Selection for improved stress tolerance in rainbow trout (Oncorhynchus mykiss) leads to reduced feed waste.
Øverli, Øyvind; Sørensen, Christina; Kiessling, Anders; Pottinger, Tom G.; Gjøen, Hans M.. 2006 Selection for improved stress tolerance in rainbow trout (Oncorhynchus mykiss) leads to reduced feed waste. Aquaculture, 261 (2). 776-781. 10.1016/j.aquaculture.2006.08.049Before downloading, please read NORA policies.
The magnitude of the cortisol response to a standardised stressor is a heritable trait in salmonid fishes, and selection for stress responsiveness induces differences in both behaviour and neuroendocrine function. For instance, in laboratory studies, fish with a high cortisol response show a greater propensity for stress induced anorexia. Some authors have, however, commented that controlled studies encompassing relatively small groups of fish hold little or no relevance to practical aquaculture. This notion may be flawed, since understanding the mechanisms behind the behaviour of individuals is a proviso to predict behaviour in groups even with the caveat that some behaviors may be modified by group size. As an example, optimal feeding regimes should be easier to predict in a population consisting of individuals whose appetite is relatively less affected by external stressors. In a fluctuating and potentially stressful environment, such a population should also generate less feed waste, if kept on fixed rations. In the present experiment, we tested this hypothesis by monitoring feed waste and feed onversion efficiency in lines of rainbow trout selected for a low (LR) or high (HR) cortisol response to stress. The study was carried out after fish had been transported between rearing sites in the United Kingdom and Norway. There was significantly more feed waste from rearing units containing HR fish, and these fish also showed lower feed efficiency (growth per unit feed consumed). The difference in feed waste became more apparent with increasing time after transport, as rations increased. Simultaneously, size was more variable and growth was slower in HR rearing units. These results suggest that there are several potential benefits of selection for low stress responsiveness in aquaculture.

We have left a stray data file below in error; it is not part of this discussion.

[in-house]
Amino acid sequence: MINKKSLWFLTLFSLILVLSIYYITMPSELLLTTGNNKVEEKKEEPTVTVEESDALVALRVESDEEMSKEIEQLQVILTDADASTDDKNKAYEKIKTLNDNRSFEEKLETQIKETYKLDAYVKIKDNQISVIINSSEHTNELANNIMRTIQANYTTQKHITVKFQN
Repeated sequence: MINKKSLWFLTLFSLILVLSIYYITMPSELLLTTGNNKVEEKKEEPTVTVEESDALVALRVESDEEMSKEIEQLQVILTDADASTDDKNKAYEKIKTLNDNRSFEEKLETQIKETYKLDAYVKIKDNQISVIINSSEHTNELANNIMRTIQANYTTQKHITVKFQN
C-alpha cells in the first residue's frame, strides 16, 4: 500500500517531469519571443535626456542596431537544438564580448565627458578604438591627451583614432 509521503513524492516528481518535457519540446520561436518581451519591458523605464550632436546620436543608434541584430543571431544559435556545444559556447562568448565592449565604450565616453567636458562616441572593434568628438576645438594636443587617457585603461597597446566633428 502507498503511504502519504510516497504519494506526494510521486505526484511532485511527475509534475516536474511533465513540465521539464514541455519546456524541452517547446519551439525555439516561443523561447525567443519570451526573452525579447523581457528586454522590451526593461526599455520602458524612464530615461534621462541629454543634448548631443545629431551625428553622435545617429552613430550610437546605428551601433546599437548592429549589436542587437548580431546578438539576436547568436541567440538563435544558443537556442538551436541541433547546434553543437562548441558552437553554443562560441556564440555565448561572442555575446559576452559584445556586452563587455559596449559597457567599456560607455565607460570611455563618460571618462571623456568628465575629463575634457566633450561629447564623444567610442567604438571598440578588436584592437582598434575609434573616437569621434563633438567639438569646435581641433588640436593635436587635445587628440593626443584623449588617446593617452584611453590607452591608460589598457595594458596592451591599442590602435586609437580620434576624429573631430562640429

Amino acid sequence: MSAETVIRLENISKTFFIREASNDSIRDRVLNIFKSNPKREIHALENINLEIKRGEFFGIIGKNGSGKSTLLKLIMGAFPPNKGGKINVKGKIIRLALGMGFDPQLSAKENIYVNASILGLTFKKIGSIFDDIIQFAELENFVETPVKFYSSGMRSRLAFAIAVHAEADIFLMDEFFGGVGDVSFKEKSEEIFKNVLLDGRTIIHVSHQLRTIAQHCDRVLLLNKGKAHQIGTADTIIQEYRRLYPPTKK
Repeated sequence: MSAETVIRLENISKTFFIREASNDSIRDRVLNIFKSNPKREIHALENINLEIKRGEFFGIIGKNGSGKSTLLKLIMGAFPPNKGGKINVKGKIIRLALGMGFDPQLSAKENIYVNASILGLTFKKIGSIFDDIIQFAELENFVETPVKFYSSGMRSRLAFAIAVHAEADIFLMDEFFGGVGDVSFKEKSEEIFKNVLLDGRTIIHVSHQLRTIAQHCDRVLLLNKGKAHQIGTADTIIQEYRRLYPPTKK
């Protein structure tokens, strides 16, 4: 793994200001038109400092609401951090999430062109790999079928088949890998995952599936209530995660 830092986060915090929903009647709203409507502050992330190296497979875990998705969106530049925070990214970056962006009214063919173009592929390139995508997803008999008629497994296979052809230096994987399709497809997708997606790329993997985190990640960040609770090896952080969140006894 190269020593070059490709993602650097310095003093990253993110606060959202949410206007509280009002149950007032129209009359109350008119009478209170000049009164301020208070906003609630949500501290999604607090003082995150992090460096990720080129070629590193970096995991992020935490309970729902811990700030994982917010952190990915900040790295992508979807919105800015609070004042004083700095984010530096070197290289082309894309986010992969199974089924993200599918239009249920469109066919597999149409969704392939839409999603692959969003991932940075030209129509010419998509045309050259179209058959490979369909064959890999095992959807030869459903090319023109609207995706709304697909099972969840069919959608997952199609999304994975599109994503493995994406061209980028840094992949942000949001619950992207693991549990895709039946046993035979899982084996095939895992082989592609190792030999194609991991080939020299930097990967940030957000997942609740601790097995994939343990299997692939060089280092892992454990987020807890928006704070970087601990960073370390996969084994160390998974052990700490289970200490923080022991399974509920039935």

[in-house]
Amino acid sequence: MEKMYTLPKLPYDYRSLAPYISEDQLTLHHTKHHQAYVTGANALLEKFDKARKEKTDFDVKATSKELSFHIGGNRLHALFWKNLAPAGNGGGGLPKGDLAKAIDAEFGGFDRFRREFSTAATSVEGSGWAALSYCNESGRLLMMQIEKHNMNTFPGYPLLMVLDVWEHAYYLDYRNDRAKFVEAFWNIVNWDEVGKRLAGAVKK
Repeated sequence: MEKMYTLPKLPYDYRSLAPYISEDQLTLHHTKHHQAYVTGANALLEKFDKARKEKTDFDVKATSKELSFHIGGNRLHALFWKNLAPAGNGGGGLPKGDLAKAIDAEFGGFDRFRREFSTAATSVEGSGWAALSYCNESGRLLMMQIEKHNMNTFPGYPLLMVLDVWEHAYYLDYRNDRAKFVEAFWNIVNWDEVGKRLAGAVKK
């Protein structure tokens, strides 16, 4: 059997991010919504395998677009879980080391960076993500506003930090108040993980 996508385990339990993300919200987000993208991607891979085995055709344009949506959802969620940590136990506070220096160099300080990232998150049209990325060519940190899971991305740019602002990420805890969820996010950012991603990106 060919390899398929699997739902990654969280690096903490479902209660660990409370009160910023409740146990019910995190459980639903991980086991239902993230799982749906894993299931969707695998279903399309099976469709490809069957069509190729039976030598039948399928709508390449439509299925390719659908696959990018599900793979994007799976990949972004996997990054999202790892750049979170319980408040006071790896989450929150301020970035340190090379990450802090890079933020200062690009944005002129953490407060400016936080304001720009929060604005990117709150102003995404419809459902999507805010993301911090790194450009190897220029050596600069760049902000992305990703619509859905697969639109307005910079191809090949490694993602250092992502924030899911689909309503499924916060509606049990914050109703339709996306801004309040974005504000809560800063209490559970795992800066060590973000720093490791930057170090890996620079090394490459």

|Programmes:||CEH Programmes pre-2009 publications > Water > WA02 Quantifying processes that link water quality and quantity, biota and physical environment|
|Additional Information:||The definitive version of this paper is available at www.elsevier.com|
|Additional Keywords:||Aquaculture; Feed waste; Growth; Selection; Stress; Trout|
|NORA Subject Terms:||Biology and Microbiology
Ecology and Environment
|Date made live:||29 Nov 2007 13:45|
Actions (login required)